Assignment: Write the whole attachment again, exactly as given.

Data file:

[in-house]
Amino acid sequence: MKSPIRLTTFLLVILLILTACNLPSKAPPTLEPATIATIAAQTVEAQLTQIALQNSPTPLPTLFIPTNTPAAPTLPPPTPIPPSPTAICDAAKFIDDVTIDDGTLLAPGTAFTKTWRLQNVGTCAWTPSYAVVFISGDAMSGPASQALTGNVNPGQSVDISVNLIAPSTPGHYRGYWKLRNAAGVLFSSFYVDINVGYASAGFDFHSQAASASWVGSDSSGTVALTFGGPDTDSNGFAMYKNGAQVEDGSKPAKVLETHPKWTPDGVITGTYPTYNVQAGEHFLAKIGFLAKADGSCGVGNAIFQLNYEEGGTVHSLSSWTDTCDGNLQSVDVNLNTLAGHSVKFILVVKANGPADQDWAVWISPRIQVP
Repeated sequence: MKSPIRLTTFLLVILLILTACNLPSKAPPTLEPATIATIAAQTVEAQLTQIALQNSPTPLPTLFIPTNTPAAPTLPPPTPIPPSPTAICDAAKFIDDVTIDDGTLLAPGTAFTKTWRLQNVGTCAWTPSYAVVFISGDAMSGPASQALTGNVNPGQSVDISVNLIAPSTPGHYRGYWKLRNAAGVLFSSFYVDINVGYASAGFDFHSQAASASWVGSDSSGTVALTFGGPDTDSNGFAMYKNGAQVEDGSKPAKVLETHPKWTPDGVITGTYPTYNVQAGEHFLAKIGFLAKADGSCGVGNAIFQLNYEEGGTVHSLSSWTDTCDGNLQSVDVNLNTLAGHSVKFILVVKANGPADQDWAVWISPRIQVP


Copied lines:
[in-house]
Amino acid sequence: MKSPIRLTTFLLVILLILTACNLPSKAPPTLEPATIATIAAQTVEAQLTQIALQNSPTPLPTLFIPTNTPAAPTLPPPTPIPPSPTAICDAAKFIDDVTIDDGTLLAPGTAFTKTWRLQNVGTCAWTPSYAVVFISGDAMSGPASQALTGNVNPGQSVDISVNLIAPSTPGHYRGYWKLRNAAGVLFSSFYVDINVGYASAGFDFHSQAASASWVGSDSSGTVALTFGGPDTDSNGFAMYKNGAQVEDGSKPAKVLETHPKWTPDGVITGTYPTYNVQAGEHFLAKIGFLAKADGSCGVGNAIFQLNYEEGGTVHSLSSWTDTCDGNLQSVDVNLNTLAGHSVKFILVVKANGPADQDWAVWISPRIQVP
Repeated sequence: MKSPIRLTTFLLVILLILTACNLPSKAPPTLEPATIATIAAQTVEAQLTQIALQNSPTPLPTLFIPTNTPAAPTLPPPTPIPPSPTAICDAAKFIDDVTIDDGTLLAPGTAFTKTWRLQNVGTCAWTPSYAVVFISGDAMSGPASQALTGNVNPGQSVDISVNLIAPSTPGHYRGYWKLRNAAGVLFSSFYVDINVGYASAGFDFHSQAASASWVGSDSSGTVALTFGGPDTDSNGFAMYKNGAQVEDGSKPAKVLETHPKWTPDGVITGTYPTYNVQAGEHFLAKIGFLAKADGSCGVGNAIFQLNYEEGGTVHSLSSWTDTCDGNLQSVDVNLNTLAGHSVKFILVVKANGPADQDWAVWISPRIQVP